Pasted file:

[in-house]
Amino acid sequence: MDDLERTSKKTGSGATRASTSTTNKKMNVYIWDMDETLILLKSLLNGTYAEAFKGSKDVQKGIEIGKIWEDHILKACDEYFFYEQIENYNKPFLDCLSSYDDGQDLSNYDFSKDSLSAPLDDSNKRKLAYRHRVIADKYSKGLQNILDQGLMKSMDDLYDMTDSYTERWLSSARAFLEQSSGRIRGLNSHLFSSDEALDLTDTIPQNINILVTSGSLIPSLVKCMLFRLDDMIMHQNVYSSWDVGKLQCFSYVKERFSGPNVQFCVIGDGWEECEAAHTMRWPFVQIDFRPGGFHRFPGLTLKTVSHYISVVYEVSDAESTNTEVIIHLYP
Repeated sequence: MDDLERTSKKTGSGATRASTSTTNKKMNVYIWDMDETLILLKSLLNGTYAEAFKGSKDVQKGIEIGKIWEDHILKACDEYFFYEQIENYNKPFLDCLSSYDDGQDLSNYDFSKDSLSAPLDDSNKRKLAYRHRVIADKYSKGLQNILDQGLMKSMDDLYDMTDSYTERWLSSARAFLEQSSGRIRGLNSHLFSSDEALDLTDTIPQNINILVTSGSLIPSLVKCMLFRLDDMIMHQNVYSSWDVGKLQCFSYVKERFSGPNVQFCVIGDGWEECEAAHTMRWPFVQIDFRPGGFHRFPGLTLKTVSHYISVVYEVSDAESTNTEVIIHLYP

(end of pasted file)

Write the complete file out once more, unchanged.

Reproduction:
[in-house]
Amino acid sequence: MDDLERTSKKTGSGATRASTSTTNKKMNVYIWDMDETLILLKSLLNGTYAEAFKGSKDVQKGIEIGKIWEDHILKACDEYFFYEQIENYNKPFLDCLSSYDDGQDLSNYDFSKDSLSAPLDDSNKRKLAYRHRVIADKYSKGLQNILDQGLMKSMDDLYDMTDSYTERWLSSARAFLEQSSGRIRGLNSHLFSSDEALDLTDTIPQNINILVTSGSLIPSLVKCMLFRLDDMIMHQNVYSSWDVGKLQCFSYVKERFSGPNVQFCVIGDGWEECEAAHTMRWPFVQIDFRPGGFHRFPGLTLKTVSHYISVVYEVSDAESTNTEVIIHLYP
Repeated sequence: MDDLERTSKKTGSGATRASTSTTNKKMNVYIWDMDETLILLKSLLNGTYAEAFKGSKDVQKGIEIGKIWEDHILKACDEYFFYEQIENYNKPFLDCLSSYDDGQDLSNYDFSKDSLSAPLDDSNKRKLAYRHRVIADKYSKGLQNILDQGLMKSMDDLYDMTDSYTERWLSSARAFLEQSSGRIRGLNSHLFSSDEALDLTDTIPQNINILVTSGSLIPSLVKCMLFRLDDMIMHQNVYSSWDVGKLQCFSYVKERFSGPNVQFCVIGDGWEECEAAHTMRWPFVQIDFRPGGFHRFPGLTLKTVSHYISVVYEVSDAESTNTEVIIHLYP